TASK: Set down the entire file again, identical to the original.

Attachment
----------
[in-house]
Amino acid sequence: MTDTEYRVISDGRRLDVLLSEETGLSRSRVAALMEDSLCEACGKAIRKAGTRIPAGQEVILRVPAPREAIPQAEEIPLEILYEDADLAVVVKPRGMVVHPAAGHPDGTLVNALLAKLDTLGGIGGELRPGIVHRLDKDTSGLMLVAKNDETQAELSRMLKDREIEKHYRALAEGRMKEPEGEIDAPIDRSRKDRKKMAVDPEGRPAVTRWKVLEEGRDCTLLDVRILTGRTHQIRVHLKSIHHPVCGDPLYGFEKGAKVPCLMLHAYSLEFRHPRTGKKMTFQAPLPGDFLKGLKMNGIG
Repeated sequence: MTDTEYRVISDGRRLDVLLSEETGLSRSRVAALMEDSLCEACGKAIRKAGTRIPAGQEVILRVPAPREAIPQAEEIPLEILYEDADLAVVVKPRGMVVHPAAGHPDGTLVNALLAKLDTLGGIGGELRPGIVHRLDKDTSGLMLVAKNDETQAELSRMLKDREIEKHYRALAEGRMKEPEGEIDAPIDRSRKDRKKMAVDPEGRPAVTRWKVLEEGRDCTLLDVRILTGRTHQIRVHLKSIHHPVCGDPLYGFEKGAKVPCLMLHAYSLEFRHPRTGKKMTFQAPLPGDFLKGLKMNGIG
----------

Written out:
[in-house]
Amino acid sequence: MTDTEYRVISDGRRLDVLLSEETGLSRSRVAALMEDSLCEACGKAIRKAGTRIPAGQEVILRVPAPREAIPQAEEIPLEILYEDADLAVVVKPRGMVVHPAAGHPDGTLVNALLAKLDTLGGIGGELRPGIVHRLDKDTSGLMLVAKNDETQAELSRMLKDREIEKHYRALAEGRMKEPEGEIDAPIDRSRKDRKKMAVDPEGRPAVTRWKVLEEGRDCTLLDVRILTGRTHQIRVHLKSIHHPVCGDPLYGFEKGAKVPCLMLHAYSLEFRHPRTGKKMTFQAPLPGDFLKGLKMNGIG
Repeated sequence: MTDTEYRVISDGRRLDVLLSEETGLSRSRVAALMEDSLCEACGKAIRKAGTRIPAGQEVILRVPAPREAIPQAEEIPLEILYEDADLAVVVKPRGMVVHPAAGHPDGTLVNALLAKLDTLGGIGGELRPGIVHRLDKDTSGLMLVAKNDETQAELSRMLKDREIEKHYRALAEGRMKEPEGEIDAPIDRSRKDRKKMAVDPEGRPAVTRWKVLEEGRDCTLLDVRILTGRTHQIRVHLKSIHHPVCGDPLYGFEKGAKVPCLMLHAYSLEFRHPRTGKKMTFQAPLPGDFLKGLKMNGIG